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I can be a curmudgeon when it comes to Natural History and other educational attractions such as planetariums, aquariums, and museums. I’ve been all over the world and hit some of the most prestigious ones out there including the Smithsonian in D.C., Field Museum and Shedd Aquarium in Chicago, the Natural History Museum of London, etc.

The museum is definitely a recommend, especially if you have kids. I have never been to a museum that was so open and interactive for kids of all ages. Each of the five floors allows you to explore everything from Dinosaurs to early man. There are areas that specifically demonstrate how sand dunes are created, rivers are formed, and the cycle of the Earth recreating itself over and over.

We arrived shortly after the doors opened at 10 am and stayed just before closing at 5pm. For the explorer there really is that much to see and study however, the casual visitor can choose to spend only a few hours if they wish. We wove our way through huge displays of early monsters that roamed the earth and found many interactive displays. I was shy about walking across a display that allows you to walk on a glass floor so you can see the various levels of a mock excavation site.

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Throughout the museum you can get hands on with multiple displays. I’m a tactile learner and it was awesome to try my hand at putting together a skull of an ancient reptile, learn new techniques for making cordage, and putting a clay pot back together.

The museum went well beyond my expectations. There were a few things I would have liked to see in the exhibits and the staff, but this by no means downgrades my impression.

First, I was really hoping to see something on fire craft. Of all the advances in mankind and pushed our evolution. It changed the length of our day, it caused changes in the chemistry of our brains and reproductive cycles, it made certain foods edible, chased away large game while attracting small game, and advanced our tool making. I went in search of answers and really thought there would be some great information on the creation and use of fire as well as fire making implements. Sadly there was not any. The museum was gracious enough to respond to my tweet and I agree, “You can’t cover everything”. They are absolutly correct. I spent so much time on the third floor in the mankind section I had to sit to process everything.

Second, was the knowledge of the staff on the floor areas. I asked only a few times and realized my questions were not going to get answered. Most questions were around general clarification on a display or if they knew if a certain style object was displayed, and the staff knew next to nothing. I also asked one employee if there were any large Yucca in the area like what would have been used for cordage in the displays, only to find that they did not know about the large Banana Yucca at the Botanical Gardens a few hundred yards away.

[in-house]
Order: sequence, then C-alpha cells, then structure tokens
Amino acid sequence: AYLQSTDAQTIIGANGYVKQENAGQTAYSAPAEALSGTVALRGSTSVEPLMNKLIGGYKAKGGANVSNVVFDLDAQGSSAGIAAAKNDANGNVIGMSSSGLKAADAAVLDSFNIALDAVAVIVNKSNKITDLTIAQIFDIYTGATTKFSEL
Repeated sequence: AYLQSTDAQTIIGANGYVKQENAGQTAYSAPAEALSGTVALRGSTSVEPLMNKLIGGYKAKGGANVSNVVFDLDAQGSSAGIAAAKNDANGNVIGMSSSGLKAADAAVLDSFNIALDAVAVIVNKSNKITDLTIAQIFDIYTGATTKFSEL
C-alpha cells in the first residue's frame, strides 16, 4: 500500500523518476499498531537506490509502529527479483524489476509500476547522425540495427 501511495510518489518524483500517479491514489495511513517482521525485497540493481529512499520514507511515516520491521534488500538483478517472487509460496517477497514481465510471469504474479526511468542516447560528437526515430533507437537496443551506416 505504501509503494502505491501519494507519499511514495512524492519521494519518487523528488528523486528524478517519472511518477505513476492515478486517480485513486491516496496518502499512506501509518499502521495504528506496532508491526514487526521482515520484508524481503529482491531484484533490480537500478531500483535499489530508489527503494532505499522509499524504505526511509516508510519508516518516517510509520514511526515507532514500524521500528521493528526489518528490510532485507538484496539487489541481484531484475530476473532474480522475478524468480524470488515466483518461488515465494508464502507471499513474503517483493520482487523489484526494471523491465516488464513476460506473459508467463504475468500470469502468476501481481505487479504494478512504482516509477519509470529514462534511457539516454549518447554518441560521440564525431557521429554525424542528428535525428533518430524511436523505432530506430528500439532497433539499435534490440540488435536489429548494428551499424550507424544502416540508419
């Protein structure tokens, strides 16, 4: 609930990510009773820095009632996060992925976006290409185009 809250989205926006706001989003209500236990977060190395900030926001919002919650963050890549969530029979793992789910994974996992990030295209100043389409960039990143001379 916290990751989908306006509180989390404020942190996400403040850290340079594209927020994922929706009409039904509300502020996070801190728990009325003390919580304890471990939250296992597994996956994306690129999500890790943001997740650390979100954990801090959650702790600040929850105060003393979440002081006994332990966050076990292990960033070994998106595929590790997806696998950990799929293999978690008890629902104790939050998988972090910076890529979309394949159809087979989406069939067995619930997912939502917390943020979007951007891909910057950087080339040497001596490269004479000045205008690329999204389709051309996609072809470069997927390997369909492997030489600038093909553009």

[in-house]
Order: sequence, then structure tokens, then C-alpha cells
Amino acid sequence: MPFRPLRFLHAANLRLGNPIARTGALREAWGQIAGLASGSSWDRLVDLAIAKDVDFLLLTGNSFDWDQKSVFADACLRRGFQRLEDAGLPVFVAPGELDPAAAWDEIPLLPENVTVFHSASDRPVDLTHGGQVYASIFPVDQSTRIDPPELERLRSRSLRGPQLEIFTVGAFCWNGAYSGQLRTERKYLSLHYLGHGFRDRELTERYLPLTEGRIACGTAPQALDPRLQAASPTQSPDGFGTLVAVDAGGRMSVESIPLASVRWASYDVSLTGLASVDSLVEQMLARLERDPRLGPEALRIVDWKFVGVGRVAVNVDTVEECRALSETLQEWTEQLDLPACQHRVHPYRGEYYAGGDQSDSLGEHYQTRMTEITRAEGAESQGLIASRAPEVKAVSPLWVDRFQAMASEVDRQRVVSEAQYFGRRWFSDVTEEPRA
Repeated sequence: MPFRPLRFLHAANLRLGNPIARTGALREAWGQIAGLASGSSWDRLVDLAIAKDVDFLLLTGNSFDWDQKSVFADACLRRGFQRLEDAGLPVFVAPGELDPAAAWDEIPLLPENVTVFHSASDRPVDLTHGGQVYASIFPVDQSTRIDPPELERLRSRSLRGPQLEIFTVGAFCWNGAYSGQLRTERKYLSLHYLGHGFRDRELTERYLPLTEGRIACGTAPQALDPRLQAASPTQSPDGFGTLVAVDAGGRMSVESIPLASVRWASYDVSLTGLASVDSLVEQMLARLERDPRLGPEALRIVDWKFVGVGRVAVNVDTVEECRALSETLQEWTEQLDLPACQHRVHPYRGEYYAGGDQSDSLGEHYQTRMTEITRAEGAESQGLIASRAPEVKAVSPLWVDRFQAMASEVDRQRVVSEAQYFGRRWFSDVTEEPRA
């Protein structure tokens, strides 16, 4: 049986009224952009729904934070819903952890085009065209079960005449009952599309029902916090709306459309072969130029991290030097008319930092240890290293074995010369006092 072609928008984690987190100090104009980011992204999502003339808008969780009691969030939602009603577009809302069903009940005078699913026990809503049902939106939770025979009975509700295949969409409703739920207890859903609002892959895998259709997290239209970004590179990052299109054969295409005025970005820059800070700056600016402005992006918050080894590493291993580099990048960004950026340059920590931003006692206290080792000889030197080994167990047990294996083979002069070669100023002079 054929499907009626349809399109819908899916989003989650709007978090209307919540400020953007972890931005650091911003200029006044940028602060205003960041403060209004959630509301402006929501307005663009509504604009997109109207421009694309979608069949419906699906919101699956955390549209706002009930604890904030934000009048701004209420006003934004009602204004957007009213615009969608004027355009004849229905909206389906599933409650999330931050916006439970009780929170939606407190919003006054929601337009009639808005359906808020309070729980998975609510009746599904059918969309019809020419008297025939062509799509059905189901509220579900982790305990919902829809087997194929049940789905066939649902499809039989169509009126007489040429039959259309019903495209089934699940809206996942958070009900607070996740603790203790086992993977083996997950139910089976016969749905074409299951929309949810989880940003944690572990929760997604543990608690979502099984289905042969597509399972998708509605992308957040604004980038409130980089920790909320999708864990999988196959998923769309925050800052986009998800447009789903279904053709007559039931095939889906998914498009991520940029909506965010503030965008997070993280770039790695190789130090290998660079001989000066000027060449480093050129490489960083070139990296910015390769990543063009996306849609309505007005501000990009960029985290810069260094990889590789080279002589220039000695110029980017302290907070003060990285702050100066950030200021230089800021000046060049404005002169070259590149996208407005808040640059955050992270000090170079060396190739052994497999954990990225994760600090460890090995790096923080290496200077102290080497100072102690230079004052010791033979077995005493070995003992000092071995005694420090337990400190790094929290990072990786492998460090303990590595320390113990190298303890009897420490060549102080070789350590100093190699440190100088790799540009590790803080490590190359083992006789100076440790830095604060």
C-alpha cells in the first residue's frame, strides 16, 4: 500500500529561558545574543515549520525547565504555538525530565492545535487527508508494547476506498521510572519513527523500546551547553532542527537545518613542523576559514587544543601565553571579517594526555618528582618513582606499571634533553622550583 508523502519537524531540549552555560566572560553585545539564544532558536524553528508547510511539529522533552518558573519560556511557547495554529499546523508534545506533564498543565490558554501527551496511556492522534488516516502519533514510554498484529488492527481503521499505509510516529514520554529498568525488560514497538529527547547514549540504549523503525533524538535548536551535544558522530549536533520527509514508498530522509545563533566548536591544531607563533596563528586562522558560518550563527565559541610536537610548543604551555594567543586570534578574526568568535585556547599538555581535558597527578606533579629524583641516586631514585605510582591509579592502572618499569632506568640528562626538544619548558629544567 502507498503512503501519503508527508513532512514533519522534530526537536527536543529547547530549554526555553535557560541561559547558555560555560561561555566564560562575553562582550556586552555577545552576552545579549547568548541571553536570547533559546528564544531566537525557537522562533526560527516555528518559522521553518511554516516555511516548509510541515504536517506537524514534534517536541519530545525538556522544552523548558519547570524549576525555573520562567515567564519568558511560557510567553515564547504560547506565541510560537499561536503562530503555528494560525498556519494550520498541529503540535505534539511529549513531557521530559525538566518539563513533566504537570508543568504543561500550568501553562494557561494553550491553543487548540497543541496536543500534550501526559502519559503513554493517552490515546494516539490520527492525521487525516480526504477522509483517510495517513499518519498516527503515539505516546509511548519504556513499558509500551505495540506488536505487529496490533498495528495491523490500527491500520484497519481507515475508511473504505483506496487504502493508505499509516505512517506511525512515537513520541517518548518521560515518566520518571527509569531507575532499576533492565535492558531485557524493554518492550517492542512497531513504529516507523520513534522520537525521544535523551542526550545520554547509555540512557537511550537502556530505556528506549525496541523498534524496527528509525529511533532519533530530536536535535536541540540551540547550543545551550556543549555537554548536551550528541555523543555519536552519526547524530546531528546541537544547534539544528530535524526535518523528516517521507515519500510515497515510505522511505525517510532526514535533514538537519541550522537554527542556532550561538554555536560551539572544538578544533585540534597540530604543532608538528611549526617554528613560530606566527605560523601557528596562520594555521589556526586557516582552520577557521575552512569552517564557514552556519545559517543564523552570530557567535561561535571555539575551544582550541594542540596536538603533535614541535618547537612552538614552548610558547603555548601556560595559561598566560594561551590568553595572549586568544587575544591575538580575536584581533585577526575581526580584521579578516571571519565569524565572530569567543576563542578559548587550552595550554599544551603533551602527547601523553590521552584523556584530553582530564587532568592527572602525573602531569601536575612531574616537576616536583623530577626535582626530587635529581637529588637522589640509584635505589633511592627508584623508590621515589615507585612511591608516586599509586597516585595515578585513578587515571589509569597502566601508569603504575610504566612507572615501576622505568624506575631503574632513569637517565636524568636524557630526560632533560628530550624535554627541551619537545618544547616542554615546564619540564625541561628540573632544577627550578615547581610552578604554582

Last, I was really hoping for special tours. On the website there seems to be a common theme of “coming soon” or “rescheduled”. I was willing to spend the extra cash for more knowledge on early or aboriginal man.

Other than these few small areas, it was an awesome experience for the day and I plan on going back again the next time we are in town. The museum is well laid out for self-directed tours and even has an option to use your smart-device as a tour guide. All videos are well produced, the displays are the best I have ever seen, and everyone in the place is friendly. Even the glass on the displays is clean, which with as many kids that were in there in the afternoon has to be a full time position. There are many places to sit and process all you are taking in.

The museum also has a great café with a wonderful menu. Since I spend allot of time on the road, a good menu was a welcome relief. Also, this is not one of those museums that has a focus on huge green things that roamed the planet eons ago. Its well thought out and covers all aspects of natural history of the Utah area. Melissa took a ton of pictures of the Dino-types since she is in to that, but I spent several hours in the mankind area on the third floor with both my camera and journal. My knowledge on tools of early man in this region grew today. In addition, they are doing a special showing of “Mammals” right now that is a must-see exhibit.